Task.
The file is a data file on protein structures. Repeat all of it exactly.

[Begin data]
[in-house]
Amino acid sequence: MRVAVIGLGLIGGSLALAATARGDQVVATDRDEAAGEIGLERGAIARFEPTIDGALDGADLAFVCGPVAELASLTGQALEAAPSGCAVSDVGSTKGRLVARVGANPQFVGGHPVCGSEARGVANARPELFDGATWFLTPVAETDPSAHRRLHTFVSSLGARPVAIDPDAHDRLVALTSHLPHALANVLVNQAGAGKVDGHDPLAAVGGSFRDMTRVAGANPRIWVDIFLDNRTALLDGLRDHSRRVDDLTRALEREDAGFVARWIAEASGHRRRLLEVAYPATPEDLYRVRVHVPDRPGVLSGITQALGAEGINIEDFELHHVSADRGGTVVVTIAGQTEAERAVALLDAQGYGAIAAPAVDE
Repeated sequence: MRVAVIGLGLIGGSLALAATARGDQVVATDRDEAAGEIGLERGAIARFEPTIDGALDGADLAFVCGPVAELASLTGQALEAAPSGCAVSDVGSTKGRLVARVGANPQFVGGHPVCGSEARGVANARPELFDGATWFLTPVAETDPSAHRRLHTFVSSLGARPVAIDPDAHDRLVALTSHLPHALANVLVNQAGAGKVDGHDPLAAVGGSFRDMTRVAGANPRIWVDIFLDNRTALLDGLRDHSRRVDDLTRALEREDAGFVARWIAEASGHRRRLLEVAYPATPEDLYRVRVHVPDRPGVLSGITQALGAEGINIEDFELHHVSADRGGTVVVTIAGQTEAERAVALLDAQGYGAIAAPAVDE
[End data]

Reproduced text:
[in-house]
Amino acid sequence: MRVAVIGLGLIGGSLALAATARGDQVVATDRDEAAGEIGLERGAIARFEPTIDGALDGADLAFVCGPVAELASLTGQALEAAPSGCAVSDVGSTKGRLVARVGANPQFVGGHPVCGSEARGVANARPELFDGATWFLTPVAETDPSAHRRLHTFVSSLGARPVAIDPDAHDRLVALTSHLPHALANVLVNQAGAGKVDGHDPLAAVGGSFRDMTRVAGANPRIWVDIFLDNRTALLDGLRDHSRRVDDLTRALEREDAGFVARWIAEASGHRRRLLEVAYPATPEDLYRVRVHVPDRPGVLSGITQALGAEGINIEDFELHHVSADRGGTVVVTIAGQTEAERAVALLDAQGYGAIAAPAVDE
Repeated sequence: MRVAVIGLGLIGGSLALAATARGDQVVATDRDEAAGEIGLERGAIARFEPTIDGALDGADLAFVCGPVAELASLTGQALEAAPSGCAVSDVGSTKGRLVARVGANPQFVGGHPVCGSEARGVANARPELFDGATWFLTPVAETDPSAHRRLHTFVSSLGARPVAIDPDAHDRLVALTSHLPHALANVLVNQAGAGKVDGHDPLAAVGGSFRDMTRVAGANPRIWVDIFLDNRTALLDGLRDHSRRVDDLTRALEREDAGFVARWIAEASGHRRRLLEVAYPATPEDLYRVRVHVPDRPGVLSGITQALGAEGINIEDFELHHVSADRGGTVVVTIAGQTEAERAVALLDAQGYGAIAAPAVDE